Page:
TCF has worked with Habitat for Humanity since 2004 in Cambodia and have been instrumental in creating the revolving fund that HFHC is using for housing loans to poor people in the settlements outside Phnom Penh. From 2014 TCF is now supporting Habitat for Humanity in Nepal to implement a Community Development Project around the same Save and Build scheme that is at the core of Habitat for Humanity’s approach.
Nepal has a population of 30 million and is among the poorest countries in the world, ranking 157 out of 187 countries on the Human Development Index. One of the most deprived segments of the rural population are the Tharu, an indigenous group from the western lowlands. Under the Kamaiya system, tens of thousands of Tharu worked as bonded labourers (without remuneration) to repay debts owed by their ancestors. The Kamaiya system was declared illegal in 2000, which saw thousands of Tharu households receive allocations of land from the government, but little other support.
While most households now have land, the majority lack access to basic facilities such as clean water and toilets, and houses are generally small, unhygienic and not durable. As an ethnic minority the Tharu face significant discrimination and limited access to opportunities. Alongside the Tharu, there are significant numbers of working poor families living in the Western lowlands in Nepal.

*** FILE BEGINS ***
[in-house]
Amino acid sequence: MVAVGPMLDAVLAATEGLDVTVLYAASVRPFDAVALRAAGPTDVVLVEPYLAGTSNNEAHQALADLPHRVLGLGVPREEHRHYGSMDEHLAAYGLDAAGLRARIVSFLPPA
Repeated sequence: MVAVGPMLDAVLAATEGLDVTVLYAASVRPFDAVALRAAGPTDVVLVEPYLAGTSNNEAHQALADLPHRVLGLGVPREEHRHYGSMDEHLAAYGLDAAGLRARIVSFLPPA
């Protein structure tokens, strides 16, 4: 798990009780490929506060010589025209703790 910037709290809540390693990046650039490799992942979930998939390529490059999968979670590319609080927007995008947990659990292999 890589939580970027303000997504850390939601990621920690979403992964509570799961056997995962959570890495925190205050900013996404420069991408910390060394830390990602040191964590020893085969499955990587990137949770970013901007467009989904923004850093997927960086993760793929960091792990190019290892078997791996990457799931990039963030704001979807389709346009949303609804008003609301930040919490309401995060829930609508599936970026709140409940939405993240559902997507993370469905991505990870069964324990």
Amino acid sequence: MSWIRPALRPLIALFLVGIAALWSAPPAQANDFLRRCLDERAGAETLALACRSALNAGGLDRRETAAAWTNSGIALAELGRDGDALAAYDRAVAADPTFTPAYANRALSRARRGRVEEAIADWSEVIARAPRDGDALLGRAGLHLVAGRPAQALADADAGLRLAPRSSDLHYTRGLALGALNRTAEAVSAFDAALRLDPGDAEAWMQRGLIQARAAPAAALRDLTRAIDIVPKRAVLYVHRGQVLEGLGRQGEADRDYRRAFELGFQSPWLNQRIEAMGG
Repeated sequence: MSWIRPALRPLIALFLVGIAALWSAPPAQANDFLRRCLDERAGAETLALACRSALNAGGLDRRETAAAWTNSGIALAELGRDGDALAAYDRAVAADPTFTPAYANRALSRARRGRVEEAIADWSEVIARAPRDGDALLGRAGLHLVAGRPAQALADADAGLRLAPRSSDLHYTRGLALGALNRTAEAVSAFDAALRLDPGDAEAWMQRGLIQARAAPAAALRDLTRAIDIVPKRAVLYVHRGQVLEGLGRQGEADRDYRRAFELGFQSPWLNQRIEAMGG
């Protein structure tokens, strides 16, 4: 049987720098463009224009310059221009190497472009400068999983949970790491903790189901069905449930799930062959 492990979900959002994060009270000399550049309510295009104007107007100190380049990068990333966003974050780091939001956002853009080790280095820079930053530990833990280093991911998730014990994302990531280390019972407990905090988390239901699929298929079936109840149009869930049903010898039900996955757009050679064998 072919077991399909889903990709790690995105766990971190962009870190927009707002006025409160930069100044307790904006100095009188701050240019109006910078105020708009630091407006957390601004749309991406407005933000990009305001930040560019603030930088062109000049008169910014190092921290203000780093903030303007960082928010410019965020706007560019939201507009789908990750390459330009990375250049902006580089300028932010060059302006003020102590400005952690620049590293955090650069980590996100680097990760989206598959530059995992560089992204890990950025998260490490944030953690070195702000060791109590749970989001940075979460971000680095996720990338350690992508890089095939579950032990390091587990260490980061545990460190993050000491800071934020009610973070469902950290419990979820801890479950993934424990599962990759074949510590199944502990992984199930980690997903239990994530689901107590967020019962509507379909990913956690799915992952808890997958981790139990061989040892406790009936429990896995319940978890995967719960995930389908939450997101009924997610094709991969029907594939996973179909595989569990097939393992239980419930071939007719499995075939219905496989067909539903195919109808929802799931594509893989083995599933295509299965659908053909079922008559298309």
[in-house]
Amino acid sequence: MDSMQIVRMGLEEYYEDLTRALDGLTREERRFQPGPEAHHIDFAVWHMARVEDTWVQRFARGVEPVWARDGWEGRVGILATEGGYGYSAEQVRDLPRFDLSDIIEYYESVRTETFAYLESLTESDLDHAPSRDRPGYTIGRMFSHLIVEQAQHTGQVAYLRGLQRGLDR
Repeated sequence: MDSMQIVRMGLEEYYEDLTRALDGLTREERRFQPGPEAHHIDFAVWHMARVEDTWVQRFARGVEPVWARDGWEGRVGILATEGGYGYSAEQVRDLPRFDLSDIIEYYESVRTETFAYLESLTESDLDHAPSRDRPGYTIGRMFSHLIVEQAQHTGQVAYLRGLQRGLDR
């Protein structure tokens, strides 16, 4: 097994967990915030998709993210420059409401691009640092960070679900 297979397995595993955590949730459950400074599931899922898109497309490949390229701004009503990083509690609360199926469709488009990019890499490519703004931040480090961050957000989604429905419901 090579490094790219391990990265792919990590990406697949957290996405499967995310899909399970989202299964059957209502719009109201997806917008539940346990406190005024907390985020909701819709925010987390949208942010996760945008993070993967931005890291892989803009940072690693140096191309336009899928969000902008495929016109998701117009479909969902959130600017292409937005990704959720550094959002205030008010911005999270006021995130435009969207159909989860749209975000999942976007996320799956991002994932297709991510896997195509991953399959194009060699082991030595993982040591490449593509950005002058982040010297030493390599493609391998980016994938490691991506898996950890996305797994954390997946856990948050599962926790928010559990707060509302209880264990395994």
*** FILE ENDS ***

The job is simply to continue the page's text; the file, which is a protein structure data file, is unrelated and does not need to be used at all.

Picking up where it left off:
Under the Ghorahi Community Development Project, Habitat for Humanity Nepal seeks to improve living conditions for 270 Tharu ex-Kamaiya households and other poor households in Ghorahi Municipality, Dang District.
They will provide housing loans to 270 ex-Kamaiya and other poor households in the project area, allowing them to build new or to upgrade existing houses. Community wells will be provided where existing water supply is inadequate, alongside sanitation loans and hygiene training. Households will participate in Appropriate Construction Technology (ACT) training, aimed at teaching basic building techniques using locally available materials to ensure quality and durability of housing, and make provision for any ongoing maintenance. Loan repayments will go into a revolving fund, making loans to even more families possible.
Former bonded labourer Chandrakala, built a new house from a loan accessed through the project. She joined a savings group, which gave her financial literacy and capacity to save, and after saving some money together with her husband, borrowed around $650 to build a new house for her family. (before and after photos above)